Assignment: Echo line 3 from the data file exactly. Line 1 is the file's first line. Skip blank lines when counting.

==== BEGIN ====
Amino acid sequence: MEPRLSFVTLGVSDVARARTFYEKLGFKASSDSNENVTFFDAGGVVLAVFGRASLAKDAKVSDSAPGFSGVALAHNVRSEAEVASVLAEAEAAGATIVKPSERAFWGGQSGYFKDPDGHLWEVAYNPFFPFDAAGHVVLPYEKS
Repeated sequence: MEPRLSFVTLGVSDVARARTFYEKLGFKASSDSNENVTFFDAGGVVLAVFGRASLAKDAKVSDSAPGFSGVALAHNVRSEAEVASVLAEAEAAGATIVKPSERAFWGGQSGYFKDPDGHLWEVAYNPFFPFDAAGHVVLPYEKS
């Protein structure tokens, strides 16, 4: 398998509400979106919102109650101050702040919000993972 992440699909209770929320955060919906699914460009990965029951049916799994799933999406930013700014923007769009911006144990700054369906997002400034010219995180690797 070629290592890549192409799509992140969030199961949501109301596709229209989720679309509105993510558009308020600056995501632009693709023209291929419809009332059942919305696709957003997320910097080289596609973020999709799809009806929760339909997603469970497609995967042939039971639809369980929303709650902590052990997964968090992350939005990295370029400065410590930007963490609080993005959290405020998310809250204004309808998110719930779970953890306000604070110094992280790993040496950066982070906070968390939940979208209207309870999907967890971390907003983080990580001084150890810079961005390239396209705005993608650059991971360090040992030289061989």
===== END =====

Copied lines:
């Protein structure tokens, strides 16, 4: 398998509400979106919102109650101050702040919000993972 992440699909209770929320955060919906699914460009990965029951049916799994799933999406930013700014923007769009911006144990700054369906997002400034010219995180690797 070629290592890549192409799509992140969030199961949501109301596709229209989720679309509105993510558009308020600056995501632009693709023209291929419809009332059942919305696709957003997320910097080289596609973020999709799809009806929760339909997603469970497609995967042939039971639809369980929303709650902590052990997964968090992350939005990295370029400065410590930007963490609080993005959290405020998310809250204004309808998110719930779970953890306000604070110094992280790993040496950066982070906070968390939940979208209207309870999907967890971390907003983080990580001084150890810079961005390239396209705005993608650059991971360090040992030289061989």